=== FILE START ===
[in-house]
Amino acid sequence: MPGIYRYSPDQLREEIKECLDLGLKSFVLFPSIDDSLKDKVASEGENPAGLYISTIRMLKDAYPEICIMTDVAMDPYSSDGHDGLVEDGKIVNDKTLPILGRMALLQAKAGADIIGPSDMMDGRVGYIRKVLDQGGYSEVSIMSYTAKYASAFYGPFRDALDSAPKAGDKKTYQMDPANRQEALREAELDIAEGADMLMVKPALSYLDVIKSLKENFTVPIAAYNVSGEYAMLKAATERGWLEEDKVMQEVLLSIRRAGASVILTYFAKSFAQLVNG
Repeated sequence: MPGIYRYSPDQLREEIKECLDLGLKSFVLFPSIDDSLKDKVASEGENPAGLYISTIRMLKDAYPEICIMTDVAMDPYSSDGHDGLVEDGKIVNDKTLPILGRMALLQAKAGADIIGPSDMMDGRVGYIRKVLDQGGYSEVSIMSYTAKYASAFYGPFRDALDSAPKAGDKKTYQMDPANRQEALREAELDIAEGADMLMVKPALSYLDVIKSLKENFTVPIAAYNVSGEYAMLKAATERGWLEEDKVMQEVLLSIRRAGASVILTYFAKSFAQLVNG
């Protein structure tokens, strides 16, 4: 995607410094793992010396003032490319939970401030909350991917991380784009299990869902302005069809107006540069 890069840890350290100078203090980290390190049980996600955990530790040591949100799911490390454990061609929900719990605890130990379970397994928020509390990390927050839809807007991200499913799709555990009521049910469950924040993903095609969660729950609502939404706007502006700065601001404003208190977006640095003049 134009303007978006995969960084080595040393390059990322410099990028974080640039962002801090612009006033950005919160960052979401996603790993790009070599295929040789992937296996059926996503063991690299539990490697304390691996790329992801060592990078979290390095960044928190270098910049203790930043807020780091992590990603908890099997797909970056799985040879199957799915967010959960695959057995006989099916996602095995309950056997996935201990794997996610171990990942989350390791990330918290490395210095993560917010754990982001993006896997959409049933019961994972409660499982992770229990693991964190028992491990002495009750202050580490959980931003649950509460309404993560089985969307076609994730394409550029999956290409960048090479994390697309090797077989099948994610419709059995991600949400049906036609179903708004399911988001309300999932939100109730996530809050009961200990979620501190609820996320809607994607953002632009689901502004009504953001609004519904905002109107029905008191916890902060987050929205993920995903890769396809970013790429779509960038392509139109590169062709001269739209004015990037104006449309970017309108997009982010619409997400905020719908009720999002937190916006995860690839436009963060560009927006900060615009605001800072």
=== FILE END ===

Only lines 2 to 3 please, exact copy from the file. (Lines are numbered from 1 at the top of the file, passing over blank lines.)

Amino acid sequence: MPGIYRYSPDQLREEIKECLDLGLKSFVLFPSIDDSLKDKVASEGENPAGLYISTIRMLKDAYPEICIMTDVAMDPYSSDGHDGLVEDGKIVNDKTLPILGRMALLQAKAGADIIGPSDMMDGRVGYIRKVLDQGGYSEVSIMSYTAKYASAFYGPFRDALDSAPKAGDKKTYQMDPANRQEALREAELDIAEGADMLMVKPALSYLDVIKSLKENFTVPIAAYNVSGEYAMLKAATERGWLEEDKVMQEVLLSIRRAGASVILTYFAKSFAQLVNG
Repeated sequence: MPGIYRYSPDQLREEIKECLDLGLKSFVLFPSIDDSLKDKVASEGENPAGLYISTIRMLKDAYPEICIMTDVAMDPYSSDGHDGLVEDGKIVNDKTLPILGRMALLQAKAGADIIGPSDMMDGRVGYIRKVLDQGGYSEVSIMSYTAKYASAFYGPFRDALDSAPKAGDKKTYQMDPANRQEALREAELDIAEGADMLMVKPALSYLDVIKSLKENFTVPIAAYNVSGEYAMLKAATERGWLEEDKVMQEVLLSIRRAGASVILTYFAKSFAQLVNG